The Job Downward Spiral: There’s a Physics to my Employment

Either I’ve done a better job overall this time around or things just move slower in public companies. I think it’s a mix of both. But now a year-and-a-half in and it’s clear I’m past the phase of newcomers victories and excitement and well into the phase of “I suck at this.”

I’ve been assigned a few larger projects to manage and after failing at one or two my boss was really hoping I could pull off the latest and greatest, but nope, I fell right on my face. Looking back I see a few areas where I could have improved, but overall I just feel lost. I don’t know how to help drive collaboration when I’m unsure what the expectations are. I did uncover these expectations along the way (and feel I could do a much better job managing a project like this next time) but the problem is I seem to keep missing the obvious and not getting what I’m supposed to be doing… which at my level, as my boss points out, is not acceptable. She used nicer words, but that’s what she meant.

The good(?) news is that I’ve been assigned a slew of projects that I HAVE been successful at. Unfortunately, these projects are one-off “do not make any sense on a future resume” type of projects. Maybe it’s time I stop caring so much about said future resume and just try to do what I do best–which is run with the punches and take on creative projects that no one else would have the foggiest how to manage versus trying to become a manager of cut-and-dry processes and failing time and again.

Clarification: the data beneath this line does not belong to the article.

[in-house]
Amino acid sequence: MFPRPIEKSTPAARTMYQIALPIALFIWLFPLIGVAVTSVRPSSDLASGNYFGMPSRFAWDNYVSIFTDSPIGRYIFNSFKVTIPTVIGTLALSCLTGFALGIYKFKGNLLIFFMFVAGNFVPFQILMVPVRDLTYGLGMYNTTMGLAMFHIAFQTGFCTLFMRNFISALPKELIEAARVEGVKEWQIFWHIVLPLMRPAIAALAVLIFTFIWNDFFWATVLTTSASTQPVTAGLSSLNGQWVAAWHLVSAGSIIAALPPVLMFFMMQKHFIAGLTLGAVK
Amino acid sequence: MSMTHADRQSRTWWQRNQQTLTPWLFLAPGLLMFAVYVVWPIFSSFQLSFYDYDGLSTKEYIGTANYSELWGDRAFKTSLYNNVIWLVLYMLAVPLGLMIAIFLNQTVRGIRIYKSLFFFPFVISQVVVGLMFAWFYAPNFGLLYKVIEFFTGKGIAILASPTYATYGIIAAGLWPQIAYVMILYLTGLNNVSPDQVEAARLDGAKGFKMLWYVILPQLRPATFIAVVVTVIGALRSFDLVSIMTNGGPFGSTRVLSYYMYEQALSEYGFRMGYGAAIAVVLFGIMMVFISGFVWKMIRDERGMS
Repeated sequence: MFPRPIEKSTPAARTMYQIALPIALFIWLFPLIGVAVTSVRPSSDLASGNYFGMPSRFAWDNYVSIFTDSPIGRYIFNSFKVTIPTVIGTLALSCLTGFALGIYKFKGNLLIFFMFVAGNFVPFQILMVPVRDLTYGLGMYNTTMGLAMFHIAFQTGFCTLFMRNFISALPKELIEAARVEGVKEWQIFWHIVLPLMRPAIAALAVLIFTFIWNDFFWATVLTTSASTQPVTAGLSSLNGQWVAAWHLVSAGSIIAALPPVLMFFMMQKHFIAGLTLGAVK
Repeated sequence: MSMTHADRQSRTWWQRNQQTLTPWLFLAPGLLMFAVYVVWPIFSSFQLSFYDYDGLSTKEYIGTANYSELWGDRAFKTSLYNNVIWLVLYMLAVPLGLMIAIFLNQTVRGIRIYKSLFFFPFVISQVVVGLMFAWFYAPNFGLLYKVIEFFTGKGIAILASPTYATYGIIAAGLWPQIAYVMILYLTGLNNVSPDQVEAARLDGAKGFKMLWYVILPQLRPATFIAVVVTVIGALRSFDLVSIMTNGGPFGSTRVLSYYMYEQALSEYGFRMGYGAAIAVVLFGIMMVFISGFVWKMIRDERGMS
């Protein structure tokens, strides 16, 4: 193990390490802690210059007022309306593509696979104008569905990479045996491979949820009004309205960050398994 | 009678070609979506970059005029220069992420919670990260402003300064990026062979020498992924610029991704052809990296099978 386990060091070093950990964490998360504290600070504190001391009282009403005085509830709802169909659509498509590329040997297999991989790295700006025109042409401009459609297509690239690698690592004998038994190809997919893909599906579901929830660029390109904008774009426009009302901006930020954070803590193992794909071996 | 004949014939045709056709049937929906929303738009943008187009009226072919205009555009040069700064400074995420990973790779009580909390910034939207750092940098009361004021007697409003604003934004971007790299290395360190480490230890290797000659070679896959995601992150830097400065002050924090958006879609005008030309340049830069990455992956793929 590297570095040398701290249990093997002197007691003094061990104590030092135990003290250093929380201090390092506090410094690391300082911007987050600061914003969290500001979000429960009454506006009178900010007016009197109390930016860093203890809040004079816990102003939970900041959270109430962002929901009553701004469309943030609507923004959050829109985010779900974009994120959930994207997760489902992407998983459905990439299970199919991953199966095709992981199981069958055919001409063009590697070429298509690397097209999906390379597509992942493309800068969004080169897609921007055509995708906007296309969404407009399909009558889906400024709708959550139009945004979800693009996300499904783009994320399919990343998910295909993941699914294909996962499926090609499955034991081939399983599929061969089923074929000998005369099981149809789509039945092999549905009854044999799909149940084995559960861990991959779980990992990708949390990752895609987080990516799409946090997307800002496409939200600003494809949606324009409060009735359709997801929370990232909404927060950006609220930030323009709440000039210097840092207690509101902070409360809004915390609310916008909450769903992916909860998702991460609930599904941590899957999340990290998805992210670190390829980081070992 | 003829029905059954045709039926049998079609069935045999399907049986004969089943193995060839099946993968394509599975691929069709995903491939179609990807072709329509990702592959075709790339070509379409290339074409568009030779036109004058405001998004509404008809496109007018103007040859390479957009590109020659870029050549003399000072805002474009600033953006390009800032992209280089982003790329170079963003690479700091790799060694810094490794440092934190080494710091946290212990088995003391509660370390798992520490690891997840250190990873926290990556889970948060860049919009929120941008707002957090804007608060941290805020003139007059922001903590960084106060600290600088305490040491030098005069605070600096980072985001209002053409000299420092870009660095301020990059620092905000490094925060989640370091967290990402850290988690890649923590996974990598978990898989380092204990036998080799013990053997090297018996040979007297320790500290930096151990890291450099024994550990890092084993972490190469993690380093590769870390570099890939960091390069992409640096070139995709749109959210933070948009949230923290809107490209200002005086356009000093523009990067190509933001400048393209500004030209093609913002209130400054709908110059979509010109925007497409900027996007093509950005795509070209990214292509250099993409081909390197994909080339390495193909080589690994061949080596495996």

At 35, it’s no longer cute to fail or figure shit out. I should have it figured out by now and it’s clear I don’t. I’m scared because without resume-building projects I have no where to go after this. It’s hard to have that conversation with your boss because you aren’t supposed to be thinking about “after this.” And it’s less about moving up at this point and more about maintaining some semblance of a living wage once this job is no more. Maybe I’ll stay in this role until I retire with inflation-based raises, but that’s unlikely. I know my boss sees that I can do SOME things well (otherwise I’d be OUT already) but is that enough? I don’t want to be the easy to cut person in the organization and without adding clear value I’ll be cut sooner or later.

I just wish the last project didn’t end up the mess it was. I really don’t know how I could have done it all better. I still am not sure I could really do it better if I started over, which is the scary part. I don’t know how to get teams inspired to do great work, or to collaborate. Everyone seems to think I go off and come up with ideas on my own and decide everything without consulting others, but I keep asking everyone else what they want and I’m not getting any answers. I guess I’m not asking them in the right way. Or… they just hate me and don’t want to collaborate. I don’t know. My one co-lead on the project was super nice, but he also ended up driving things down a path that made it all more complicated and took away my control–which, funny enough, is what my boss wanted me to have… control to make the project great, but then also be collaborative and get everyone else’s input, but to lead. At the end of the day, I’m a shitty leader. But I’m not going to stay in a senior-level role without BEING a leader in my field. Independent contributor is not worth much and I’m way overpaid to be one right now. Good problem to have? I guess. It makes me feel like crap every day. I can’t even look my colleagues in the eye anymore.

I’ve set 7 time-based goals for myself to stay in the company and just try to survive. And by survive I mean do great work that keeps me employed, but also do not try to move up or gain resume-building experience… just do whatever my boss(es) want me to do and stop trying to do the things that would help me move up but do not come naturally to me. That’s 7 dates across 33 months that I need to survive and then, as long as there isn’t a major recession, I’ll have some sort of flexibility to figure out my next steps… I mean, not a ton of flexibility because if I have a mortgage and another kid, flexibility is out the window unless my husband is willing to move to a lower cost of living area and he isn’t.